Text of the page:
In a split vote Thursday, the Riverhead Planning Board rejected a local winery’s plans to expand its tasting room.
Baiting Hollow Farm Vineyard, which is under new ownership, had been seeking to add a 6,000 square foot “barn style” wine tasting pavilion and convert a wine processing building into bathroom facilities among other improvements to the property.
Outdoor music and events were a key point of contention among board members, who also received a petition signed by over 100 residents opposing the tasting room expansion.
“I don’t need a radio anymore. From 12 to 6, the music’s blasting,” said Edward Danowski, who lives just across the street from the vineyard on Sound Avenue.
In addition to putting up with seasonal traffic and gridlock, he said he’s constantly picking up litter, has caught people urinating and vomiting in his driveway and seen people having sex in the vineyard. “I can’t believe this stuff,” Mr. Danowski said.
Speaking on behalf of the Sound Park Heights Civic Association, Mike Foley of Reeves Park said he’d like the board to require music be limited to the interior of the wine tasting pavilion as well as limit operations to wine tasting only, meaning no weddings or special events.
“This is a rural corridor. There should not be any halls there that do that kind of activity,” Mr. Foley said. “Come on in, taste our grapes, taste our wine, buy our T-shirts, have a little music and have a good time. I’m fine with that. But once you expand beyond that, it’s not a vineyard anymore. It’s a catering hall.”
Citing similar concerns, Planning Board chairman Stan Carey cast one of three votes against the proposal, which he described as a “dangerous precedent” for Sound Avenue.
“I think it’s a first step in ruining the historical nature of Sound Avenue,” Mr. Carey said.
Board members Richard O’Dea and Joseph Baier also voted no, with Ed Densieski and George Nunnaro casting votes in support of the expansion.
Addressing the board Thursday evening, new owner Sean Kelly defended his plan, arguing that the pavilion would be located farther north on the property and thus farhter away from neighbors. To mitigate noise complaints, he also said he has sole control over the property’s sound system and performers would be required to use his system rather than their own.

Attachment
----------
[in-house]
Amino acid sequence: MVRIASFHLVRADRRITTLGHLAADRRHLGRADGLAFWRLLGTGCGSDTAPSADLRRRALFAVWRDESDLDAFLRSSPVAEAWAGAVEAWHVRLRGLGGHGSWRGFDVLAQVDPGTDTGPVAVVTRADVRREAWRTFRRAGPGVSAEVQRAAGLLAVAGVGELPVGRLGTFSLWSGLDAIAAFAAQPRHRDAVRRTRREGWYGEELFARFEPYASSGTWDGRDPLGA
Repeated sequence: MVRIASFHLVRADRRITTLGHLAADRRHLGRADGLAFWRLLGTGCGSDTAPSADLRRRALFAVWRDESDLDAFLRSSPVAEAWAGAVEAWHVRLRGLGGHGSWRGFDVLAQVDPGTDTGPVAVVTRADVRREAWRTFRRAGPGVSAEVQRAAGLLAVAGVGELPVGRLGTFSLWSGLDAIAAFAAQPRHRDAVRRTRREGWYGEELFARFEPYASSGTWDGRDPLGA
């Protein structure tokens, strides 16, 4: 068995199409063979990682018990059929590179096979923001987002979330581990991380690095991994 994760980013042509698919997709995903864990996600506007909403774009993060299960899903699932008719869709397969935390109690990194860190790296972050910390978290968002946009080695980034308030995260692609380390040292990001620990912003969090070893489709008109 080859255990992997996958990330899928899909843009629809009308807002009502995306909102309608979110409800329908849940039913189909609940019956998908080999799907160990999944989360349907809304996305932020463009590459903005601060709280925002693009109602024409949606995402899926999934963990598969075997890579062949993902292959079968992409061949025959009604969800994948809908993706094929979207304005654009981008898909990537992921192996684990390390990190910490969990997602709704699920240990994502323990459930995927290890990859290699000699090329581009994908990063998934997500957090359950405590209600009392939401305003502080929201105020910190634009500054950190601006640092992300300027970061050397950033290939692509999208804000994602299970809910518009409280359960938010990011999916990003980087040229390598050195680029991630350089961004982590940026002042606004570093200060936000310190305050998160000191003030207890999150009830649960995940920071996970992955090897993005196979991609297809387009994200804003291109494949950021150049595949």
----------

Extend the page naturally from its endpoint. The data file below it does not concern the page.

He said the petitioners’ requests were unfair.
“If every other vineyard is allowed to have outdoor weddings with outdoor music … and then you would suggest to prohibit that from mine,” Mr. Kelly said. “I think that would put me as a strict disadvantage.”
He also cited the town’s 2003 Comprehensive Plan, which laid out a vision for tourism — and agritourism in particular — in his defense.
“At the end of the 2003 comprehensive plan, they had a list of goals, and it said the goal was to promote the growth of the wine industry and the agritourism in Riverhead,” he said. “Then it says the town’s zoning provisions need to be flexible to allow such uses.”
Civic leaders from four different associations each spoke at Thursday’s meeting, some noting that the 2003 plan is outdated and that preservation is more important than ever along the historic corridor. An update of the master plan is currently underway, with the final product expected to be unveiled in 2022.
For some, complaints over the Baiting Hollow vineyard echo issues that plagued the now-shuttered Vineyard 48 in Cutchogue, which had long been the source of complaints for neighbors in the area.
“We’ve all heard the story of Vineyard 48 and we don’t want a repeat of that on Sound Avenue,” said Kathleen McGraw, vice president of the Northville Beach Civic Association.
But Ed Densieski, the board’s vice chair, said this business shouldn’t be penalized due to other bad actors.
“When I grew up in Riverhead, Sound Avenue was mostly potatoes. It wasn’t that historic and it wasn’t that great,” Mr. Densieski said. “Now, Sound Avenue is great. It’s a destination and it is because of the wineries, because of the farm stands, because of the cider house,” he said, adding that he thinks they’d be a good neighbor.